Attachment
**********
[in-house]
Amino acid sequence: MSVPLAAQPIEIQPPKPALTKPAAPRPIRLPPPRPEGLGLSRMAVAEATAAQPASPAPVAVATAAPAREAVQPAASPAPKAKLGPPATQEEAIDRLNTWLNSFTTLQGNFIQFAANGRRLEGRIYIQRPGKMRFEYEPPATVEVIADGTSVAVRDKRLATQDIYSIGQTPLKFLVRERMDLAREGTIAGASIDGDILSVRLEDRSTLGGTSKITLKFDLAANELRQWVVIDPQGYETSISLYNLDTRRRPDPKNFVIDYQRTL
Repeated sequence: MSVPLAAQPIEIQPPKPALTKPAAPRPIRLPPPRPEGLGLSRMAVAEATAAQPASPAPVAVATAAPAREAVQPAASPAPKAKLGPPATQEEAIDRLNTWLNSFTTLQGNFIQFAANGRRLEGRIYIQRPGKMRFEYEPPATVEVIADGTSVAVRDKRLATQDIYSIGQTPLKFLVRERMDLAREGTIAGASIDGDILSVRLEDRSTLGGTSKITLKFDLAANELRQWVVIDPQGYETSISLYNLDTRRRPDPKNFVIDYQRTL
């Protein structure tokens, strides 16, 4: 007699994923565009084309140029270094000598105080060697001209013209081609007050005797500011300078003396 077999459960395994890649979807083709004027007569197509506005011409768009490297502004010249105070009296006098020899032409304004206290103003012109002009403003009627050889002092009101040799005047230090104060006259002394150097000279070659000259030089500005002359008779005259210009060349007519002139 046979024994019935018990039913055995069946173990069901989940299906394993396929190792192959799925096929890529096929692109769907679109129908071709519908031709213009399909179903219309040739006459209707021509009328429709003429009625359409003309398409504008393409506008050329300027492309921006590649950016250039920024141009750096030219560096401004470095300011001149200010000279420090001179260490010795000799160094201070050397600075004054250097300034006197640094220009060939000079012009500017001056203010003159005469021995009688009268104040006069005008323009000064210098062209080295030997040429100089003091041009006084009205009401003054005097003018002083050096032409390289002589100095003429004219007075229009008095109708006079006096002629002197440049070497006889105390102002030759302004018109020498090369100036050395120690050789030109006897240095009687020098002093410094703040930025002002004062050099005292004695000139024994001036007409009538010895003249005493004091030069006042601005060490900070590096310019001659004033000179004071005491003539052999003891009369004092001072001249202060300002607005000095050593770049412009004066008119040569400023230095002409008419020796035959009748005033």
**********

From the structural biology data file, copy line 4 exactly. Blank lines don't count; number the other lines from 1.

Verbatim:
């Protein structure tokens, strides 16, 4: 007699994923565009084309140029270094000598105080060697001209013209081609007050005797500011300078003396 077999459960395994890649979807083709004027007569197509506005011409768009490297502004010249105070009296006098020899032409304004206290103003012109002009403003009627050889002092009101040799005047230090104060006259002394150097000279070659000259030089500005002359008779005259210009060349007519002139 046979024994019935018990039913055995069946173990069901989940299906394993396929190792192959799925096929890529096929692109769907679109129908071709519908031709213009399909179903219309040739006459209707021509009328429709003429009625359409003309398409504008393409506008050329300027492309921006590649950016250039920024141009750096030219560096401004470095300011001149200010000279420090001179260490010795000799160094201070050397600075004054250097300034006197640094220009060939000079012009500017001056203010003159005469021995009688009268104040006069005008323009000064210098062209080295030997040429100089003091041009006084009205009401003054005097003018002083050096032409390289002589100095003429004219007075229009008095109708006079006096002629002197440049070497006889105390102002030759302004018109020498090369100036050395120690050789030109006897240095009687020098002093410094703040930025002002004062050099005292004695000139024994001036007409009538010895003249005493004091030069006042601005060490900070590096310019001659004033000179004071005491003539052999003891009369004092001072001249202060300002607005000095050593770049412009004066008119040569400023230095002409008419020796035959009748005033």